The Institute of the Motor Industry (IMI) is calling for the government to address the existing shortfall in apprentices by accelerating their proposed investment in careers advice in schools.
Figures show an overall drop of 61% in apprenticeship starts across all sectors since the introduction of the Levy. This has resulted from a combination of confusion amongst employers about the new processes, reluctance by smaller employers to take on what they see as an increased administrative burden and simple inertia in the transition from the old Apprentice Frameworks to the new Standards.
With government cuts having removed independent careers advice in schools in England, the IMI found that over half of young people aren’t being given the tools to explore new opportunities outside A Levels and university.
Steve Nash, chief executive at the IMI said, ‘The automotive sector has seen a 15% drop in apprenticeship starts, which is relatively small compared to the overall 61% and perhaps reflects the fact that apprenticeships are a long established entry into automotive, with many excellent employers offering first class schemes. But this is still a serious issue in a sector hungry for new talent. We can only expect this to improve if government take steps to significantly improve the quality and availability of careers advice in schools.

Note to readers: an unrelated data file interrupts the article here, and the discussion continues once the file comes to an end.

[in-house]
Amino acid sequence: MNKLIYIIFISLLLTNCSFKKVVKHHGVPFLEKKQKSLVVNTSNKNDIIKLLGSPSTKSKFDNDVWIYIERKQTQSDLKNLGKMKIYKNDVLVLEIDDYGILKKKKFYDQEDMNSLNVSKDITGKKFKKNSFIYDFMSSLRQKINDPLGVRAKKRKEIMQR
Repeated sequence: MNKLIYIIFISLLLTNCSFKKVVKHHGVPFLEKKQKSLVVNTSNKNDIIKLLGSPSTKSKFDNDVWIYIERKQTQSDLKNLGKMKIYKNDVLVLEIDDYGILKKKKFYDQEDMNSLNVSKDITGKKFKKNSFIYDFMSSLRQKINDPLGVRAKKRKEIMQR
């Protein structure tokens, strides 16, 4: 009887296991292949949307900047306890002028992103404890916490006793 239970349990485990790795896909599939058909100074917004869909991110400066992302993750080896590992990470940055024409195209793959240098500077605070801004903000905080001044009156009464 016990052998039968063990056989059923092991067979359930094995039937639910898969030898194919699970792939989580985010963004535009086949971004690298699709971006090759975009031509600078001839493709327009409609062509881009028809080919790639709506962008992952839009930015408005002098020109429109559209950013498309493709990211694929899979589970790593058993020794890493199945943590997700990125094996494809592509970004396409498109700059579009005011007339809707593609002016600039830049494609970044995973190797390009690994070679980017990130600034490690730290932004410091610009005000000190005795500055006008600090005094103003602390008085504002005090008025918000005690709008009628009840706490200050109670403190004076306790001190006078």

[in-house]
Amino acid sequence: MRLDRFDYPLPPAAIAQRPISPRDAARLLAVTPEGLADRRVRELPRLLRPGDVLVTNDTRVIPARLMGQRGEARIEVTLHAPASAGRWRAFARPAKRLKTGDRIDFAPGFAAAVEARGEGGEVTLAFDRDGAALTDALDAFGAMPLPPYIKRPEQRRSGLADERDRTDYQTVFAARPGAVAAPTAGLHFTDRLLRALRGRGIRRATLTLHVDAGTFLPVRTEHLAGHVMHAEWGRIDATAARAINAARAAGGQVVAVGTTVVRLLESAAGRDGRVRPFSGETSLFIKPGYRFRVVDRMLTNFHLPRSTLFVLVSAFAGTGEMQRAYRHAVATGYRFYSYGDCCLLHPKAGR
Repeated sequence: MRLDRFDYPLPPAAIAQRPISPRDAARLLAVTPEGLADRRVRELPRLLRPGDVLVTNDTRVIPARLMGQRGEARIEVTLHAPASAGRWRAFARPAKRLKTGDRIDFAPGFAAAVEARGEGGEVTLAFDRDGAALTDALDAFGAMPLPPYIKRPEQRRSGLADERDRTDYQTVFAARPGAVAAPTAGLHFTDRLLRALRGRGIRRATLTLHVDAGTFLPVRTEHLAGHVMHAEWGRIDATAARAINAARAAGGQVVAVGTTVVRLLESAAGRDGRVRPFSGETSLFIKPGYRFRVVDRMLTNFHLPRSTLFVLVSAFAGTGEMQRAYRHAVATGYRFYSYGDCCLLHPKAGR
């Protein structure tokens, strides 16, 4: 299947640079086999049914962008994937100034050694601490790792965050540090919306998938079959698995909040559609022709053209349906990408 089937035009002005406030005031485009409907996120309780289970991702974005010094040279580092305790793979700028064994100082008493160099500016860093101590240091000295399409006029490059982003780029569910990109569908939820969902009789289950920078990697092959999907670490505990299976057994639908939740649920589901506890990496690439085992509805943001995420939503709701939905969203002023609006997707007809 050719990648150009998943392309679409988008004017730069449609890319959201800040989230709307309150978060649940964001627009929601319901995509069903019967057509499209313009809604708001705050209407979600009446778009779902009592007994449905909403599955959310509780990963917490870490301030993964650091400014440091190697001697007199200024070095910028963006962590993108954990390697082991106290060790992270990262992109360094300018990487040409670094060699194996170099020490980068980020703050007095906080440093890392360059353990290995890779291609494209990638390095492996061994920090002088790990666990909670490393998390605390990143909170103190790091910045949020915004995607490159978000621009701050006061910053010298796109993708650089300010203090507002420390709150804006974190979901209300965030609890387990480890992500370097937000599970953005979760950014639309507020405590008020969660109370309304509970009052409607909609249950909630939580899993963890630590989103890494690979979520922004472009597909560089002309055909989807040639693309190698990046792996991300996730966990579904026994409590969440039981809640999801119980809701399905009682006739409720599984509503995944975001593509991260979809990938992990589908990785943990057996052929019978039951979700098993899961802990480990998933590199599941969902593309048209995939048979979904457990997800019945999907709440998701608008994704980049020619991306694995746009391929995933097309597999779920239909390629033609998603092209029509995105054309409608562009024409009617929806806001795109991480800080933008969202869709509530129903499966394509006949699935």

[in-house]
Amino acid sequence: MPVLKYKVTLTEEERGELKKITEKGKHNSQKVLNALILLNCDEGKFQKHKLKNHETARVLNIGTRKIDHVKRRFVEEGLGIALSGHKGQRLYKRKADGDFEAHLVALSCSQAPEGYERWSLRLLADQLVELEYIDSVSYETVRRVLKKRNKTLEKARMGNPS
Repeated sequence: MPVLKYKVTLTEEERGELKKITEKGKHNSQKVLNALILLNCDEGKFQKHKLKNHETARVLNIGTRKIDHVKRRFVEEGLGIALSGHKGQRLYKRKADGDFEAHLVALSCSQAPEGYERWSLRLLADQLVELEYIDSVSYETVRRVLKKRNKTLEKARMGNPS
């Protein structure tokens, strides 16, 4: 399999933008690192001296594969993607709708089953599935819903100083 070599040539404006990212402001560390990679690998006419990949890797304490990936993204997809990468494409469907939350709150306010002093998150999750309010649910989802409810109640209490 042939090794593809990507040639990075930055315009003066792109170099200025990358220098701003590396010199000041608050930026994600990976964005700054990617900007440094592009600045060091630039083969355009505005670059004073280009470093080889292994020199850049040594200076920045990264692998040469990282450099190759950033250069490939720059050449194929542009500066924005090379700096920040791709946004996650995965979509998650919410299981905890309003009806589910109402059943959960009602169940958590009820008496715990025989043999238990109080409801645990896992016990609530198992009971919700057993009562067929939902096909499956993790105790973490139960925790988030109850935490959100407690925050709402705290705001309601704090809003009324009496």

‘The IMI surveyed parents and young people to find that over 80% of parents said they would choose university over an apprenticeship for their children. So it’s clear that reforming apprenticeships alone is not enough. Far more needs to be done to educate both children and their parents on the alternatives to University if the government is to reach its aim of gaining an even balance between those opting for the traditional higher education route and those choosing vocational learning.’